Since the ticks are dormant we can wade into the 'jungle' and clear the non-indigenous wild rose that strangles everything in its way climbing high into 30 foot trees. Even though I covered my body in loose clothing and wore jeans, the tiny tenacious thorns at the ends of the branches would fly over my head and bite me in the butt, pull off my cap, and tangle my hair as I pulled them away into the open areas. I also fought with the green briar (such a lovely name for such a nasty plant). I now look as though I had fought with a wild cat---so glad I do not care about that stuff.

The day before, we had created a large and very warm brush fire with all the downed limbs and weeds we had cleared. Yesterday flew by too fast for us to start on that project once again, but now the holly, dogwood, linden trees and other plants are free to breathe once again and we have space to put in our plastic net deer fence around the perimeter. The deer have mowed the mums and trimmed my pyracantha hedge and the low growth of the new hybrid dogwood. While I spray deer repellent it has become a careful dance between them and us as their fall food cache diminishes.

I awoke this morning to another carpet of leaves almost as dense as the one we cleared yesterday! Some times I think mother nature is too rich for me.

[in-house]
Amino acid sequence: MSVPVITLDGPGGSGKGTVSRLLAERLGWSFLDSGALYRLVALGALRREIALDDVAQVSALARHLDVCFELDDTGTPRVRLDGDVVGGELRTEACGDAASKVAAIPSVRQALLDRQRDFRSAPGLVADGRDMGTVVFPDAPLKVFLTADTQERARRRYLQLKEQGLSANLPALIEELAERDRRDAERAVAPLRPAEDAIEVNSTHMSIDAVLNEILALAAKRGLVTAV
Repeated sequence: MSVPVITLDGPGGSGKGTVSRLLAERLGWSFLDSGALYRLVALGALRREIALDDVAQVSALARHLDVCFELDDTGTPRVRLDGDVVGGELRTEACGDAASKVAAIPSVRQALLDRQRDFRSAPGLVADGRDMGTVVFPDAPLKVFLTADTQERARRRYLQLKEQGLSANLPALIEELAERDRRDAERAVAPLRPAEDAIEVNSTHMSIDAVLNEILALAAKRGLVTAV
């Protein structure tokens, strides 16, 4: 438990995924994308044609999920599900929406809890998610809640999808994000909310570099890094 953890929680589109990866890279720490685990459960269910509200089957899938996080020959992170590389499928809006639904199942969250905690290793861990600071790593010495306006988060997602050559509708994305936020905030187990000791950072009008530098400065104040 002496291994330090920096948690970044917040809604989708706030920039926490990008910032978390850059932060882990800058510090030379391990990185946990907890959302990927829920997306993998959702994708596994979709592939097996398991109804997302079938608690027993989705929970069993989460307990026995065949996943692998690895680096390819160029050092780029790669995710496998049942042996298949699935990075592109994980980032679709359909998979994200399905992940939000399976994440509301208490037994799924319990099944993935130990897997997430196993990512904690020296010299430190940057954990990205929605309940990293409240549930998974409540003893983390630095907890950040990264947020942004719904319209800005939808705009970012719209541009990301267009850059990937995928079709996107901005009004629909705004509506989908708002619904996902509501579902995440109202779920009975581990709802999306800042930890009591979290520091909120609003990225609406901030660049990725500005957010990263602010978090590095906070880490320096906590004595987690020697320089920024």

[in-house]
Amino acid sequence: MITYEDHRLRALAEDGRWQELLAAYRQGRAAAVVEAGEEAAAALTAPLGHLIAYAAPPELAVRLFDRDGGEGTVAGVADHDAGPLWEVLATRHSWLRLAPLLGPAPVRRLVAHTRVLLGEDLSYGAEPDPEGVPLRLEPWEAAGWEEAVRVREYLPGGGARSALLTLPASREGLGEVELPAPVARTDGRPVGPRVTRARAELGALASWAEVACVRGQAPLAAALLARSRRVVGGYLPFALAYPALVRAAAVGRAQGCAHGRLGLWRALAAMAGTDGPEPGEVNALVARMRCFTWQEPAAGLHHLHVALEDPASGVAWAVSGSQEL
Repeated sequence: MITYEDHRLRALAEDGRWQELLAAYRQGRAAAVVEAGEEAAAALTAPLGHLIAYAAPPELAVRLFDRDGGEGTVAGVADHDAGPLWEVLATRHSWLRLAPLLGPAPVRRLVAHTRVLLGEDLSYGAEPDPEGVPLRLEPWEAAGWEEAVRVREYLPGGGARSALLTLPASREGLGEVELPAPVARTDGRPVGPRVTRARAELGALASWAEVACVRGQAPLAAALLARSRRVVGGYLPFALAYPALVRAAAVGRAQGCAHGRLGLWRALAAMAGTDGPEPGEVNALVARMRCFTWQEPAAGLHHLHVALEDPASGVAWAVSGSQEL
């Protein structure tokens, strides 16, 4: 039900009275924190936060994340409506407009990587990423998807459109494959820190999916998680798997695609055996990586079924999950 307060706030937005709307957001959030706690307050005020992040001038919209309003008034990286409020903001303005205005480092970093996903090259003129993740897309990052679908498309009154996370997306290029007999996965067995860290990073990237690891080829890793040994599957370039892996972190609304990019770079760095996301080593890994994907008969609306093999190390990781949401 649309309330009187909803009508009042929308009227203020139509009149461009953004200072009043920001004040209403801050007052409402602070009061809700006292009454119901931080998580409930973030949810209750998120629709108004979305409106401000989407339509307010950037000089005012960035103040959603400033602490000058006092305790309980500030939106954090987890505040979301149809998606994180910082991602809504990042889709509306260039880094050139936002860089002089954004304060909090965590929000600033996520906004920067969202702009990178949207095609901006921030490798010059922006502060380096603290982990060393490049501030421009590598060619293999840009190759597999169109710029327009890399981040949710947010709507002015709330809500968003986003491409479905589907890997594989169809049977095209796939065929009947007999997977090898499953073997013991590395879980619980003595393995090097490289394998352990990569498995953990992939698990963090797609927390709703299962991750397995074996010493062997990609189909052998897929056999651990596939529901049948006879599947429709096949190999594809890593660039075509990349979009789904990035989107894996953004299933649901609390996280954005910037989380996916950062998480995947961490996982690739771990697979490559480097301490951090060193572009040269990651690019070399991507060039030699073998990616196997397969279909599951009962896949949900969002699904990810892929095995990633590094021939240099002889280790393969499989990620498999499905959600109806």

Monday, October 06, 2008

Walk the Walk

Sunday, an absolutely perfect fall day, was our reward for going to watch our son's band play for the Humane Society Walk for the Animals. This first photo was before most of the crowd showed with their dogs. His band played off and on for FIVE HOURS---10:00 to 3:00. He was fighting a head cold and had to be there at 6:30 that morning for early set up as they were closing Constitution Ave. in the A.M. It was a good cause, but I am glad he still has his day job.

The location, Constitution Gardens, was perfect for both dogs and their owners.

And my little Xman had a good time listening and dancing to his Uncle's beat. We all were afraid he would fall into that "E. coli" lake, but he kept his coordination together.

They were supposed to have a tent with potential animals to adopt and I was worried my husband would lock eyes with a mutt and fall in love from across the room (tent). But this was put on hold for another day, because we were so busy visiting, listening to the music, and watching the toddlers that we didn't make it back up the hill. We ARE going to get a dog, probably sometime this year, but we have escaped mutt love for the time.